Weighing the everyday use of the van or truck is another important factor fleet managers must take into account. - Photo: iStockphoto.com

Weighing the everyday use of the van or truck is another important factor fleet managers must take into account.

Photo: iStockphoto.com

Fleets carry out a multitude of tasks to fulfill the mission of the companies and customers they serve. Many of these tasks are accomplished using either a van or pickup.

With a thorough analysis of vehicle cost and vehicle use, the choice becomes a little clearer.

Analyzing the Vocational Focus

Fleet managers need to gauge which vehicle type would best suit their operational needs, and this requires a concrete understanding of the fleet’s vocational focus.

“Think of the vehicle’s role or job application as the starting point,” advised Wayne Reynolds, manager, upfit design and consultation for LeasePlan USA. “Whatever vehicle you consider must first be able to do the job. That can make it easier to narrow down your options.”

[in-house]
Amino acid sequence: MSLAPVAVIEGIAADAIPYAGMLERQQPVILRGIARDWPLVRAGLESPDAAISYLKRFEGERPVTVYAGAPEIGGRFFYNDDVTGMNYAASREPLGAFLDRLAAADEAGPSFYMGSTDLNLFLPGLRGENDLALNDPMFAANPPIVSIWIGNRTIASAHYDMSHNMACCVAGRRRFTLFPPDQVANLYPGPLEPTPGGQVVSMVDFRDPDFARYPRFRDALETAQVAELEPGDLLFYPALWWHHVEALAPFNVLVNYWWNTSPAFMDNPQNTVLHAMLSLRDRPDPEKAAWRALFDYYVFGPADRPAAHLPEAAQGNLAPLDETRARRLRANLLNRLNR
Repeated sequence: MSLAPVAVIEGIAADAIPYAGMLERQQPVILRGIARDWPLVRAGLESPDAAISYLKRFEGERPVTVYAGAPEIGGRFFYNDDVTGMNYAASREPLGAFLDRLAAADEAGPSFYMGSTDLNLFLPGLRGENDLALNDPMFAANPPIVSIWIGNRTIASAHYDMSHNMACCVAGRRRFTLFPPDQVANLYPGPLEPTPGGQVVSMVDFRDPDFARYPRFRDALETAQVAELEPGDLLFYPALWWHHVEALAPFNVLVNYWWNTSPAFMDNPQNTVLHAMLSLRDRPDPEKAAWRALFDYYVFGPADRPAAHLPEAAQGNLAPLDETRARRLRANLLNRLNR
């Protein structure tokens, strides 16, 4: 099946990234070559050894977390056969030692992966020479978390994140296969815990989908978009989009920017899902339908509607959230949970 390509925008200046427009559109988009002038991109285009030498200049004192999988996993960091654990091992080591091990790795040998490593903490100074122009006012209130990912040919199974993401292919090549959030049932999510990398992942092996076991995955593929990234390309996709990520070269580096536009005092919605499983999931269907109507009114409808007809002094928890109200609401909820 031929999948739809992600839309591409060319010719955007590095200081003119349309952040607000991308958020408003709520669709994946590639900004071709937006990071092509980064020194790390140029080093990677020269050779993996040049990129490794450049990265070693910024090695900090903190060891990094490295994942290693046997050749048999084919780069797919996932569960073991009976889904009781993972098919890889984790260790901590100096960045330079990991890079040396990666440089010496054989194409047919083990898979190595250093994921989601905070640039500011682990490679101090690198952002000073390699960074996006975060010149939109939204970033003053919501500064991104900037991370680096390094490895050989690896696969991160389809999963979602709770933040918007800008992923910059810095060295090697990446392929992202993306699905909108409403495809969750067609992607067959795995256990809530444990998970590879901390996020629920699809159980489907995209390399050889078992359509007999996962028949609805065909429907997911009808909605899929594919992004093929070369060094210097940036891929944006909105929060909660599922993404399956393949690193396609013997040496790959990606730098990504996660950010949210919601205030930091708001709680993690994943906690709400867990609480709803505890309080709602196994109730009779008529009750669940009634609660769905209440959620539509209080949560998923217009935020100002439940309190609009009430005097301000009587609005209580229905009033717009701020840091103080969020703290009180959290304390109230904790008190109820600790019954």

For Service Corporation International (SCI), a provider of funeral and cemetery services, the use of vans in addition to long hearse style vehicles modernized their fleet. Today, the fleet uses vans to transport decedents.

At a Glance

While fleet managers decide whether vans or trucks best fit their fleet's needs, they should take other factors into consideration:

  • Total cost of ownership.
  • Vehicle upfitting options.
  • Vehicle function.

The decision makes sense economically, but Demond Hammond, corporate fleet manager for SCI, said it has more to do with the overall situation.

“You don’t treat a decedent like cargo,” he said. “We use the Dodge Grand Caravan, because it’s functional, but it also blends in with the landscape as it relates to personal vehicles. It doesn’t stick out like a big, bulky van.”

Functionality of “stow-and-go seating” is another reason SCI chose to use vans. The seats fold flat into the floor, so SCI employees can easily put a stretcher in the back. If the vehicle is not being used in that capacity, seats can be flipped up and passengers can ride in the van.

Hammond manages a fleet of 6,500 vehicles throughout the U.S., Canada, and Puerto Rico.

Measuring Total Cost of Ownership